It would be easy, were it necessary, to add to these solemn statements of our Lord, extracts from the prophets and apostles to the same effect, and almost without number. But, as I hope to have another opportunity of saying something on the subject, I would now offer a few remarks, as I proposed, on some of the very sad and fearful errors which seem to me to be necessarily involved in the prevalent views of this subject. And, in the first place, I would fix on the death of our Lord, which seems to me to be, on the ground of the current theory, a simple impossibility. In connection with this point I shall be, I trust, excused for offering an extract from a little treatise of mine, published some years since, and which, I may add, met a better reception at the hands of the reviewers and the public than my knowledge of public opinion on the subject led me to anticipate :-“And here we are consequently constrained by the necessities of the case to go even further than this; and to say that the notion in question involves, as is manifest, no less than the denial of the Redeemer's death, and, of course, in that case, the only atonement for sin. The writer is fully aware of the responsibility he incurs by hazarding this statement. But he cannot allow such a consideration to influence him to the withholding of what he believes to be necessarily involved in the common opinion on the subject. He repeats, then, that the virtual denial of the Redeemer's death, and the only atonement for sin thereby effected, seems to him to follow, by logical consequence, from the admission of the above premises. For, if the soul of man be in itself naturally immortal, then so must have been the soul of the Redeemer, He having taken our nature, sin only excepted; in which case He could not have died, or laid down His life ; for His personality being bound up (as is alleged) with His soul, and that being, according to this theory, naturally immortal, how could He, in that case, have died at all? Of course, such a conclusion would be as abhorrent to the feelings of every one of his brethren in Christ as to those of the writer ; but he sees no way of escape from it, except in the abandonment of the premisses from which it necessarily flows. If He merely laid aside at death the outward covering—the body-and in His immortal essence (as is said) still continued to exist, that alleged immortal part constituting His personality; how or in what sense can He be said to have died ? and what would be the meaning of the several portions of the Word which speak of His resurrection ? If the theory in question were true, there would seem to have been nothing to be gained by that event, on which the Word of God makes the whole Christian system to depend." I would just add here that Divine Omnipotence could by no possibility raise from the dead one who had not died. Our Lord Himself declared both His death and resurrection; as, for example, in saying, “I am He that liveth and was dead.” How could He have more plainly acknowledged both the one and the other than in these words ? And, after His resurrection He said to Mary, “I am not yet ascended to My Father.” He had died and been buried, but had not yet gone to heaven, whither the prevalent errors send man on death ; thus turning into a premium, as it were, that which God had ordained as the penalty of sin; and at the same time ignoring resurrection and judgment.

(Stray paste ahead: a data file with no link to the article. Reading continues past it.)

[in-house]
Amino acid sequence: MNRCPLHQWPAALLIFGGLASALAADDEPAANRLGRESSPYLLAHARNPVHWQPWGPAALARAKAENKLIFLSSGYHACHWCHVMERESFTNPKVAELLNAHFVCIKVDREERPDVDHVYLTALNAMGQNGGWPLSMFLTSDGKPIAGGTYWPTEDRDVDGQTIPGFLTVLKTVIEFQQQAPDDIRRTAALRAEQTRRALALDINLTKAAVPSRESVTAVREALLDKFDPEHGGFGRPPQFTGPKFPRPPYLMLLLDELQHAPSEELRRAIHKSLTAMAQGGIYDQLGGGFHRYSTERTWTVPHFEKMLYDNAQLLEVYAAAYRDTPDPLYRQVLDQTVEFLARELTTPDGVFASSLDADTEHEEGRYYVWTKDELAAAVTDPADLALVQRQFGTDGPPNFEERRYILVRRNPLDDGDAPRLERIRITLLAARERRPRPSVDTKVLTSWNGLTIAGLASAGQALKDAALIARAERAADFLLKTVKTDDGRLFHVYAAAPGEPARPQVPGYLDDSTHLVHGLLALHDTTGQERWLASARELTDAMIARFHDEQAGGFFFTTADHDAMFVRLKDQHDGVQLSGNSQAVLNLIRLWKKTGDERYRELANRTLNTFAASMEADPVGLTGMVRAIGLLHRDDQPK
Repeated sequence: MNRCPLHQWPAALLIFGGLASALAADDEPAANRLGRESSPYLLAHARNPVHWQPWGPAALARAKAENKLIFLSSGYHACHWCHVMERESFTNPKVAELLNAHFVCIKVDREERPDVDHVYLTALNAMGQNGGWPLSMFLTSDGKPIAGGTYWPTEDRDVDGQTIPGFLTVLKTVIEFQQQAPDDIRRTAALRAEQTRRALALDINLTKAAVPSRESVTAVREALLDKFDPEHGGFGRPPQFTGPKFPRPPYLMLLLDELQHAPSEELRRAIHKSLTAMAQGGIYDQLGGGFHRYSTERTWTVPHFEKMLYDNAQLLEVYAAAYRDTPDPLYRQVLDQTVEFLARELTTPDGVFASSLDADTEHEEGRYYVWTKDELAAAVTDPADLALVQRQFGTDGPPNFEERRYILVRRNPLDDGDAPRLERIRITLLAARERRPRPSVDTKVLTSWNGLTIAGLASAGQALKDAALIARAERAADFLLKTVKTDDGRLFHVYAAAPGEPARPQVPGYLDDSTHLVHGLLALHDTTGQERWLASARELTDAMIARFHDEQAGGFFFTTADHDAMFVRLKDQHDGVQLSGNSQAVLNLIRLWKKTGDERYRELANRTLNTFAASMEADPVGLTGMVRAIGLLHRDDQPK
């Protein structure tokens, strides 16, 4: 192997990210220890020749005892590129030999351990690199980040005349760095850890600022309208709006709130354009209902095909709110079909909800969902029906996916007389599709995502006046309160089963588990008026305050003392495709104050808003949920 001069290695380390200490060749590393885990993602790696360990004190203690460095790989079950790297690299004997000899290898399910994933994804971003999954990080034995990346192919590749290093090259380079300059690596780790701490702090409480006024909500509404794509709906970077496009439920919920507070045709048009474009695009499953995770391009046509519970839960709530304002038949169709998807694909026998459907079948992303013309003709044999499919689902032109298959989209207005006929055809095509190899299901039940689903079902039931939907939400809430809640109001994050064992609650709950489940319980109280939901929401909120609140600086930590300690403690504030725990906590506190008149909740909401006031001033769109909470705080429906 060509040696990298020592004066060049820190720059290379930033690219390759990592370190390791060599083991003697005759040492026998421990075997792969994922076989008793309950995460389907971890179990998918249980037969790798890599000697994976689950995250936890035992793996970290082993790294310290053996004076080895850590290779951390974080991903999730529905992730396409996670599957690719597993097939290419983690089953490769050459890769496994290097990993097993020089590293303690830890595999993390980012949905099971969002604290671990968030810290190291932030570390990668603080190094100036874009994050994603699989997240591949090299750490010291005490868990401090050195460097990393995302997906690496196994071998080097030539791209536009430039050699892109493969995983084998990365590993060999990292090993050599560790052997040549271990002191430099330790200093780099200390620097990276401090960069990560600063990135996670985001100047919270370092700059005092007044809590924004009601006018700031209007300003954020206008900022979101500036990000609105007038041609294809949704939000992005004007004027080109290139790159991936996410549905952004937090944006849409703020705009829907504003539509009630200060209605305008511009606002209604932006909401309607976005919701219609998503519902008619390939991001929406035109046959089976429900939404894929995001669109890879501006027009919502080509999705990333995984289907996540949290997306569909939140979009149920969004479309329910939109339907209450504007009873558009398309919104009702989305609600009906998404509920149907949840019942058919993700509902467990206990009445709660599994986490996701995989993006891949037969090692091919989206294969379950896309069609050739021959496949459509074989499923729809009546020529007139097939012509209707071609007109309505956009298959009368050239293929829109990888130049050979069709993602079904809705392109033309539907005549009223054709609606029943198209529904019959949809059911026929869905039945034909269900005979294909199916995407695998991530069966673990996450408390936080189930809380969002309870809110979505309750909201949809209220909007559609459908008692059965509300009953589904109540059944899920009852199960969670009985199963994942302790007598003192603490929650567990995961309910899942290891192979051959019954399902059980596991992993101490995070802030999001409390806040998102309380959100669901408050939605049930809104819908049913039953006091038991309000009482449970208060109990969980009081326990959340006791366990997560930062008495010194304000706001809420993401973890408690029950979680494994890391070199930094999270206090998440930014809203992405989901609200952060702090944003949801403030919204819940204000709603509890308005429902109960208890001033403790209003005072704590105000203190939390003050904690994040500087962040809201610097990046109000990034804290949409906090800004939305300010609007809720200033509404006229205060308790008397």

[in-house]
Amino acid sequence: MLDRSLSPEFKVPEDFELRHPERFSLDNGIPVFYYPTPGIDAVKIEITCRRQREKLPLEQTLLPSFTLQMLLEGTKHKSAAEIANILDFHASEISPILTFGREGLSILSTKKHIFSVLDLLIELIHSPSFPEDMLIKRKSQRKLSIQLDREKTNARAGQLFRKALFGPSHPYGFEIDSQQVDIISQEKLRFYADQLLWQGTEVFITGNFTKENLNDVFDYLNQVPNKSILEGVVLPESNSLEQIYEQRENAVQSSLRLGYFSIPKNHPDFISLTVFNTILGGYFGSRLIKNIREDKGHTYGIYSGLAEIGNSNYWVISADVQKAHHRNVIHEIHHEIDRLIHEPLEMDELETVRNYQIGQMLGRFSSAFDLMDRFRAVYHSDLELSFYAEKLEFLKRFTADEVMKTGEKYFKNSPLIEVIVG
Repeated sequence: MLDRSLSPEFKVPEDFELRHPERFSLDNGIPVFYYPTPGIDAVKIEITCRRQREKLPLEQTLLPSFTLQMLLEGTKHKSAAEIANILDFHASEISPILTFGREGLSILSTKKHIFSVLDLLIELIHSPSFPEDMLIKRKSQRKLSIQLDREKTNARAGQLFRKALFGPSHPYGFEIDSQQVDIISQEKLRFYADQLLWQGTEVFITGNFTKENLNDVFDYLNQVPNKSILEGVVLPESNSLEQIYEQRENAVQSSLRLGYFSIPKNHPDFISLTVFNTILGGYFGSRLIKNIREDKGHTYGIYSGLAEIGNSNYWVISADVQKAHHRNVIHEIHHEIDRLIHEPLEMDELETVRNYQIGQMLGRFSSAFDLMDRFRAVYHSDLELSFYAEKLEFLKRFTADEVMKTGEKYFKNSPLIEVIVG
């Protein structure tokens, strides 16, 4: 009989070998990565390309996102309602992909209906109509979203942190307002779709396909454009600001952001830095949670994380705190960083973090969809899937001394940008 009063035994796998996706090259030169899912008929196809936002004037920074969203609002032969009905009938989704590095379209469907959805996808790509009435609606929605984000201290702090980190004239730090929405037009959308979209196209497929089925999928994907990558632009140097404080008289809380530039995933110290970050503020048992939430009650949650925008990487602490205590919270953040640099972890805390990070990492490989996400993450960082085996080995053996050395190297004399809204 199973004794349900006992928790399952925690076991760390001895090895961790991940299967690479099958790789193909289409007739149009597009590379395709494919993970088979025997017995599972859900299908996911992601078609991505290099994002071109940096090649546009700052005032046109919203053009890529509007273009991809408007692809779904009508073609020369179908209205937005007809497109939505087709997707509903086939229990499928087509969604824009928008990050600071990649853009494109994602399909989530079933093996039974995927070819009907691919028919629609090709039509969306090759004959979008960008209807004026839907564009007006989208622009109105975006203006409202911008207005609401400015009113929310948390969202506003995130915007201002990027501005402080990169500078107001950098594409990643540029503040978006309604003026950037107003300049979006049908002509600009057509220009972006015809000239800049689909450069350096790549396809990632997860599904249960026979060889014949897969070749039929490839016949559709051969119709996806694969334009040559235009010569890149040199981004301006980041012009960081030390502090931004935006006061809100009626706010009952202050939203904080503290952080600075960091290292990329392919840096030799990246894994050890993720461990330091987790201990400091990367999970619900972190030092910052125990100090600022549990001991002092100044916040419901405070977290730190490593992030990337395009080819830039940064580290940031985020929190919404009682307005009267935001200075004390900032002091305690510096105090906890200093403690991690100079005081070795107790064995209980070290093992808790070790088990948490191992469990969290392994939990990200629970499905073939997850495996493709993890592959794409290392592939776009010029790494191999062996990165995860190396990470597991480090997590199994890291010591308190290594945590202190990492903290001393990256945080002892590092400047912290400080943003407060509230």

Hoping, if spared, to take into consideration, in a future number, the general evidence of the Word on the subject together, with the arguments usually adduced by the advocates of the prevailing theory respecting it, and concluding with some notice of the various heresies now in existence, which are the natural result of the antiscriptural views now generally taken of the subject before us, I, for the present, come to a conclusion.
J. CONYNGHAM McCAUSLAND.
MELITO, BISHOP OF SARDIS, AND HIS USE OF THE
OLD TESTAMENT. MELITO TELITO OF ASIA,” as he is termed, was illustrious for piety
and learning. He appears not to have entered the married state, in order that his conversation might be more manifestly in heaven. Polycrates, who probably knew him, but outlived him, and who was of Ephesus, one of the seven churches of which we read of in Revelation (chaps. ii., iii.) of which Sardis was another, whose bishop Melito was, thus speaks of him in a letter to Victor of Rome, preserved by Eusebius. “Why should I speak of Melito the Eunuch, who managed all things by the Holy Spirit; who lies at Sardis awaiting the visitation which is from heaven, when he shall rise again from the dead.” Jerome places him in his